This couple had to fight for their right to rewild

What it's like to battle city council on naturalizing your yard – and to win.

This couple had to fight for their right to rewild
Craig Sinclair in his front yard. Photo: Craig and Bethany Sinclair.

When Craig and Bethany Sinclair set out to naturalize their 1/3-acre lawn in the early months of the pandemic, they weren’t trying to ruffle any feathers – except, perhaps, those of the northern cardinals visiting their DIY bird feeder. They certainly didn’t expect to be the target of unneighbourly complaints, or to find themselves meeting with lawyers to defend their right to grow goldenrod and asters on their property.

But as their naturalization efforts grew, so did tension in their town of Smiths Falls, Ont.

It wasn’t easy for a couple who describe themselves as quiet and rule-following people. They endured 10 visits from bylaw officers over the course of a year, and disheartening letters from community members. They watched town staff scrutinize their lawn during a virtual council meeting and saw pictures of their home splashed across news stories across Canada.

Wise panorama view of a house, garden and trees in fall
The Sinclairs' home in fall 2021. Photo: Craig and Bethany Sinclair.

But with the support of local community members and some strongly worded letters from urban ecology experts, the couple were able to fight their town council all the way to the Ontario Superior Court of Justice. And a strong sense of their environmental rights paired with their love of nature emboldened them to keep the fight alive – and to win.

Because of the Sinclairs’ efforts, not only are they allowed to keep their own naturalized lawn growing freely, but more people have started converting their lawns – even public town spaces – into sanctuaries for butterflies and birds.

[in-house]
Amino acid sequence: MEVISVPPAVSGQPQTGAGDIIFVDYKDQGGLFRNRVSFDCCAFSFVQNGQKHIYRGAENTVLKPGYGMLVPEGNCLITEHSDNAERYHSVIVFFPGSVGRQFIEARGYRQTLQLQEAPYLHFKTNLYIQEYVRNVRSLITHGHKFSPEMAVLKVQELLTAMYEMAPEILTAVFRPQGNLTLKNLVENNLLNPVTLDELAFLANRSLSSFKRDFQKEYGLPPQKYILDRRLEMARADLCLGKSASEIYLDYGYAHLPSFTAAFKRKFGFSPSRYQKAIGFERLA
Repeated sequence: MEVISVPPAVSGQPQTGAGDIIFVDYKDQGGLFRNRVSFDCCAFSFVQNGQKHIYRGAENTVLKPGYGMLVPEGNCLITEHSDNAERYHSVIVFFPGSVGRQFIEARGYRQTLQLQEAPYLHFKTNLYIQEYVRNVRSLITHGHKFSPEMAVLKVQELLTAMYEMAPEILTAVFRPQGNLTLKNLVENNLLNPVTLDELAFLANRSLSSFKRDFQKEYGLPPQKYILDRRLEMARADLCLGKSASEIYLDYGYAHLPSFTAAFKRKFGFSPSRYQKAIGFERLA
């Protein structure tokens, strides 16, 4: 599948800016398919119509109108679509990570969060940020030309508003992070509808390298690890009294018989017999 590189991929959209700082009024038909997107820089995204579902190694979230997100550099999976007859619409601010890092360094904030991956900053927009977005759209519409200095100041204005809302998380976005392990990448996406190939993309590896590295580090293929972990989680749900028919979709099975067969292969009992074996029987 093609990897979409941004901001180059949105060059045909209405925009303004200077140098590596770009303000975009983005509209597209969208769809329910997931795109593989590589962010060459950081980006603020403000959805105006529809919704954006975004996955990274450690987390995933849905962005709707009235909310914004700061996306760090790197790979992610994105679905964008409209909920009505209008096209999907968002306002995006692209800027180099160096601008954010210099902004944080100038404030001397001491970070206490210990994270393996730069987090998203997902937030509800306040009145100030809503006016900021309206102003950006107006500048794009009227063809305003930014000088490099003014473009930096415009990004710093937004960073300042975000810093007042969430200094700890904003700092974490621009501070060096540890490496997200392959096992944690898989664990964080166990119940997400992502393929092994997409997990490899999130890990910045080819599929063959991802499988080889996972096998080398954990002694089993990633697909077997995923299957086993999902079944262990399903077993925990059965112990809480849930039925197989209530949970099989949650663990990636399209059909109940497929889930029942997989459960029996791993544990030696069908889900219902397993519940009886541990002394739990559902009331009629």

Here’s how they did it.

Planting the seeds

Craig: Because of my disability, walking is one of the primary activities we do as a family. I don't get to vacation and travel, but we do take walks in forests around this area. As I was walking in town I started to notice, maybe four years ago now, that all of these trees were being cut down. Hundreds of trees went missing. I discovered that it was because of the emerald ash borer.

I made a proposal on what a best-practice bylaw would be for urban forestry for the whole town. I presented this to the town, the mayor, the city planner and two other councillors. I took them on tree tours and explained the problems with our town system. But Covid happened, and I'm immune compromised.

A pond with plants, logs and trees
Photo: Craig and Bethany Sinclair.

We had three kids on computers and I had no more personal space. My migraines returned and I couldn't work with the town or consult any further. But I thought: I could change my lawn. I started to let my grass grow longer, putting little plants here and there. I stopped using my mower because I heard that it killed things, and started using a push mower. Eventually I started to let the grass grow even taller and used a scythe on it.